Developer Says He'll Correct Clear-Cutting of Woodland Park

Categories: Spaced City

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Woodland Park satellite view
A Houston developer has taken responsibility for the clear-cutting of a large swath of public park property in the Heights.

Bill Workman told Hair Balls that a contractor affiliated with the development of seven townhomes along Wrightwood Street, abutting Woodland Park, mistakenly razed three-quarters of an acre in the city's second-oldest public park.

Workman said the contractor was hired to grade privately owned property, adding, "Personally, I'm very devastated by that and embarrassed by that, because I'm the guy responsible."

He said he's spoken with city officials and members of the nonprofit Friends of Woodland Park.

Officials are "in the process of telling us specifically what they will expect for us to do, and I can tell you with no uncertainty that we will follow their recommendation to the letter," Workman said.

A Houston Parks and Recreation Department press release on Wednesday stated, "Assessment of the damage to the park is under way. Preliminary findings are that vegetation has been damaged or removed from approximately 3/4 of an acre, including some healthy trees, and replanting and reforestation will be necessary. Erosion control and possible regrading of the site may be required."

Friends of Woodland Park member Pat Rutledge confirmed that Workman and others associated with the development have reached out to them.

"They're trying to...get in front of this problem that they created. To that, we give them credit," Rutledge said. "They assumed responsibility immediately; for that, we give them credit. They've been professional about it."

Houston City Councilman Ed Gonzalez, who represents the district containing the park, stated in an e-mail that he received a complaint about the situation Monday night and that "it is a high priority for my office....As an avid supporter of the efforts of the Friends of Woodland Park, I too am outraged to hear of the clear-cutting that took place and am thankful for the vigilance of our community."

Workman, who said he and one of his business partners plan to live in two of the homes, said this was the first time he'd been involved in home development. He said he's been a member of Friends of Woodland Park for over a year.

"I plan to live there. I'm devastated by it. And living here all my life, I understand the...lack of our public parks, I understand the importance of them, I understand how much the city's done in other areas -- it's been fabulous. And for this to happen under my watch is, like I said -- it's an embarrassment, it's devastating. I'm heartbroken, just like everybody who's contacted me about it."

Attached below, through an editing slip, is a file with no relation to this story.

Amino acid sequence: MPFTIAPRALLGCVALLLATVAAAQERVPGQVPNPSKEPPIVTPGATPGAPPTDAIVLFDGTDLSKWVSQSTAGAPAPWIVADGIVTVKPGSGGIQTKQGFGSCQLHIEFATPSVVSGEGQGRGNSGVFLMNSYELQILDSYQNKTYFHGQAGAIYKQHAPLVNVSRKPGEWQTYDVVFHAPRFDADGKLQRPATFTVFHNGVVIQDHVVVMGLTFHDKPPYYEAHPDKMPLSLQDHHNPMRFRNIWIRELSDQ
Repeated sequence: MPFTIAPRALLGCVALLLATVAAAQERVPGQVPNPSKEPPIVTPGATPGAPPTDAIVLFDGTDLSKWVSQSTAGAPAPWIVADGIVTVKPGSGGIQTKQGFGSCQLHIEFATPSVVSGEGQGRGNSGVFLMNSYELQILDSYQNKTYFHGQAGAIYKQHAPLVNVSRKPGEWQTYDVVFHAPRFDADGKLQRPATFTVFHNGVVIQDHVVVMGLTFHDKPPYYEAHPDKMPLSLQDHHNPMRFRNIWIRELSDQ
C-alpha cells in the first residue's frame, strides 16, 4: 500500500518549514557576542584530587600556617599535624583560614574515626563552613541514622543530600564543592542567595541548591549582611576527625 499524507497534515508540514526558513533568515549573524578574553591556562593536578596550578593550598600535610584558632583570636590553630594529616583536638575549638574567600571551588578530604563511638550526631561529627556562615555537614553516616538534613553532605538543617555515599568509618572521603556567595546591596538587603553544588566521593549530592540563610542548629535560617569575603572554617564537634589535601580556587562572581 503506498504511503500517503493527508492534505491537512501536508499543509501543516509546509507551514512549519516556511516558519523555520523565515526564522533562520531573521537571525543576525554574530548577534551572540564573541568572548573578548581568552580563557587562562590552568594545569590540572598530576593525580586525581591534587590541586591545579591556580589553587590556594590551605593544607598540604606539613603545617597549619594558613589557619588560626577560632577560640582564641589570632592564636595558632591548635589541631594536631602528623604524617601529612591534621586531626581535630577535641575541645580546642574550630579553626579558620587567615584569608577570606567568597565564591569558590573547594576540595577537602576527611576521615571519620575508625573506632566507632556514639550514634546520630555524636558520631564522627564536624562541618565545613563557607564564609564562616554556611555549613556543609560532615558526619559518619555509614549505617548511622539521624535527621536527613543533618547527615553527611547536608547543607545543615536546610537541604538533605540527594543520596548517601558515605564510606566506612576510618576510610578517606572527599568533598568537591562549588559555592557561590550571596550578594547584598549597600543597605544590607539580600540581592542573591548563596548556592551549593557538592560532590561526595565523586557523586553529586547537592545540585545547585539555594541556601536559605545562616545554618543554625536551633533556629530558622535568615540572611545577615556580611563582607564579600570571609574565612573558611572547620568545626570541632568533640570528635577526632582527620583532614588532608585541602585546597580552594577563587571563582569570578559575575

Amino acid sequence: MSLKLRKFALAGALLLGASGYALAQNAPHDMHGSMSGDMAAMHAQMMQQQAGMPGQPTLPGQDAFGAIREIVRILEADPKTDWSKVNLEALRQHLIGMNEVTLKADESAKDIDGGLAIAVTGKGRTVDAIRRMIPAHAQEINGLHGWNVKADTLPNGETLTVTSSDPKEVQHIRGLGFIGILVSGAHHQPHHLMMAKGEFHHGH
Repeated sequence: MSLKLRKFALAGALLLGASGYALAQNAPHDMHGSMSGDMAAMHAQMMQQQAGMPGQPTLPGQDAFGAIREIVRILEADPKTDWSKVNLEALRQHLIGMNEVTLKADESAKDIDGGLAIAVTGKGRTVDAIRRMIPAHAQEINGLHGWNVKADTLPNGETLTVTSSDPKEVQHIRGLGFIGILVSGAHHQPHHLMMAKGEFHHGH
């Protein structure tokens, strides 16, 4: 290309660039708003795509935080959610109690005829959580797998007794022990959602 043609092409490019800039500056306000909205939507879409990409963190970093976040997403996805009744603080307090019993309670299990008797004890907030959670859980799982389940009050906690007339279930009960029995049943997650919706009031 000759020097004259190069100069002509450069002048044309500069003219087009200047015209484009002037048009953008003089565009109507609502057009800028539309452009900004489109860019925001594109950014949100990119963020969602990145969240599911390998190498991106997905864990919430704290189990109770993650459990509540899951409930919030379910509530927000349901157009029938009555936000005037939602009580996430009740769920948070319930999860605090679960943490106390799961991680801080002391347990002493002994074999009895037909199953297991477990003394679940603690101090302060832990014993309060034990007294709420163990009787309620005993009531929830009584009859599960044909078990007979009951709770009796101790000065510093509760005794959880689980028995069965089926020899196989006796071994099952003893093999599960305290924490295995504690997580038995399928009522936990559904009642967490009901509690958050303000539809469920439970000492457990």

We hope Workman's sincere -- it sounds like he is. We asked him for the name of the contractor, but he declined -- perhaps because he doesn't want to throw the dude under the bus. We're not exactly sure how a contractor could make such an enormous mistake, but it's absolutely refreshing to encounter someone who refuses to pass the buck.



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1 comments
bgoldsmith53
bgoldsmith53

I don't agree that it's refreshing to encounter someone who won't allow you to substantiate his story.  I'd like to be able to speak to the contractor and find out if he concurs that it was an honest mistake.  If you've been down there, you simply cannot reconcile the story. There are 30 feet inside the fence.  There is a good 300 feet beyond the fence in a swath 80 to 100 feet wide that is cleared down the hill.  I wonder how the discussion went when the contractor gave him the bid.  How much to clear 30 feet X 100 feet of flat ground which was essentially already clear, because they had already cleared it to build the condos.  he then cleared 330 feet X 100 feet of clear cutting what was virtually a forest?  We're talking 30 minutes of bulldozer work, versus a full day of bulldozer work.  

The felled trees and debris was all shoved away up into piles behind other trees, out of the sight lines of the condos.  I'll tell you why he doesn't want to give you the name of the contractor. You'd talk to him and find out what his marching orders were.  The City needs to be able to talk to the Contractor and hear his side of the story.  To me, if the developer willfully cleared this land and has endeavored to hide the truth, then the City's posture should be different than that if it was indeed an honest mistake.

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